My name is Veerle Boekestijn and I am a student in the MSc program International Development Studies. I heard about the SDD track through my friend Kyra van den Hil (we make films together). I commenced my study trajectory at the University of Amsterdam with a BSc in Cultural and Development Sociology, which I followed up with a MSc in Contemporary Asian Studies. In my master’s thesis I focused on how sustainability is defined and acted upon in – what I perceive to be – a corporate context. I conducted my field research in Kuala Lumpur (Malaysia), Singapore and North Sumatra and Java (Indonesia) where I looked into the way the corporation Unilever, the non-profit organization RSPO and the Dutch NGO IDH collaborate to realise what they refer to as ‘sustainable farming practices’ amongst independent smallholders in North Sumatra, Indonesia. In order to understand the rationale behind this project I analysed the assumptions that underlie and legitimate the ways people working for these institutions articulate sustainability, and how as a result a certain type of governance is created. In addition I spoke to many Indonesians who would refer to themselves as activists, concerned with how these institutions attempt to influence independent smallholders. In increasing amounts these activists are working for the very institutions they themselves are opposed to, which evoked the question whether they can still legitimately be considered to be situated within a counter-discourse.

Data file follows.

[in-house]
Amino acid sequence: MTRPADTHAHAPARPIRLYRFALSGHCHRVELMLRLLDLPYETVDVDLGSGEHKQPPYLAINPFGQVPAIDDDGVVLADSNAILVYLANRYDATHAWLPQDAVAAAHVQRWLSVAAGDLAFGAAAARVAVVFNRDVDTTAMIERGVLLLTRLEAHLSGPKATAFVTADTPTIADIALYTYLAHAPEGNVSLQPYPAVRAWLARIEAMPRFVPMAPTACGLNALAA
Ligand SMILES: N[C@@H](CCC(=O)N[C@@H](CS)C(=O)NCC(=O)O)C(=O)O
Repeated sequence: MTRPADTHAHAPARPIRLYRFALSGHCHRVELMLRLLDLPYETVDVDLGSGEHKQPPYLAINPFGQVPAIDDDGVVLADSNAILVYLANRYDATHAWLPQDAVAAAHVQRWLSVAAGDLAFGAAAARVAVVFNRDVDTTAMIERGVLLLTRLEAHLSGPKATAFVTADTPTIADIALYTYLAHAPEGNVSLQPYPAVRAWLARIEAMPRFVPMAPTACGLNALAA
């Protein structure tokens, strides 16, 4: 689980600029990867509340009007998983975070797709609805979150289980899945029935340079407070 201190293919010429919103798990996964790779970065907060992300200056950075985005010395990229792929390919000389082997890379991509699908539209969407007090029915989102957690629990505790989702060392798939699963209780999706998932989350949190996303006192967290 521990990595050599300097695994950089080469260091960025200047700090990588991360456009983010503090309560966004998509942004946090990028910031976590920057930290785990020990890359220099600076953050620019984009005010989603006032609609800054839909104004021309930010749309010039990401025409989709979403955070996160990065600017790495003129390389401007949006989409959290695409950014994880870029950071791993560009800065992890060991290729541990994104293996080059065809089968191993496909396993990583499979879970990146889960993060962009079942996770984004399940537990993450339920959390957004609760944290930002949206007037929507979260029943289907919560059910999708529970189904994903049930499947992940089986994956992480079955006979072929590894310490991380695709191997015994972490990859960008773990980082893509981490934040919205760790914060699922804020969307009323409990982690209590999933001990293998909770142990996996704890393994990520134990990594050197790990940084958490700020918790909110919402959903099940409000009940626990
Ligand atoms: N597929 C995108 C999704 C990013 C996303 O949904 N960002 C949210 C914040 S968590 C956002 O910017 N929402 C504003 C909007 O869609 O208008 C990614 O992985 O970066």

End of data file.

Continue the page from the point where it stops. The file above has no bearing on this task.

The experience allowed me to acquire a broad but specialized understanding of local, national, institutional and global networks in the context of the sustainable food supply chain. My time in Asia sparked my interest in the role diplomatic negotiations amongst institutions of governance have within the framework of supply chains.
In the SDD-track I hope to further develop and deepen my understanding of the practice of international diplomacy in the field of sustainable development. I am excited to gain knowledge from different perspectives on how we can accurately recognise, interpret and project relevant forms of power by communicating with one another. Equally enticing will be to join in debates on what ontological frontiers may be considered to define diplomatic enquiries. It seems endlessly exciting to address such questions from different perspectives, with the aim to understand the logic of each discourse. It is my strong personal conviction that social scientists would do well to participate in this field. I believe the context of the SDD-track will teach me to step outside of my comfortable analytical position, without losing my critical gaze; to be convincing, without becoming dogmatic; and to do thorough research, without losing the capacity to communicate with people outside my discipline (and yes, I have written this sentence on my mirror, I repeat it every morning ;)). And as an overarching interest I am hoping to learn how to communicate with people within the corporate discourse, as it is my dear wish to be able to create a bridge between the world of academia and the world of business.
Below I attach my ‘elevator pitch’, as it captures both how I became interested in sustainable development as well as my current thoughts on how to approach the subject.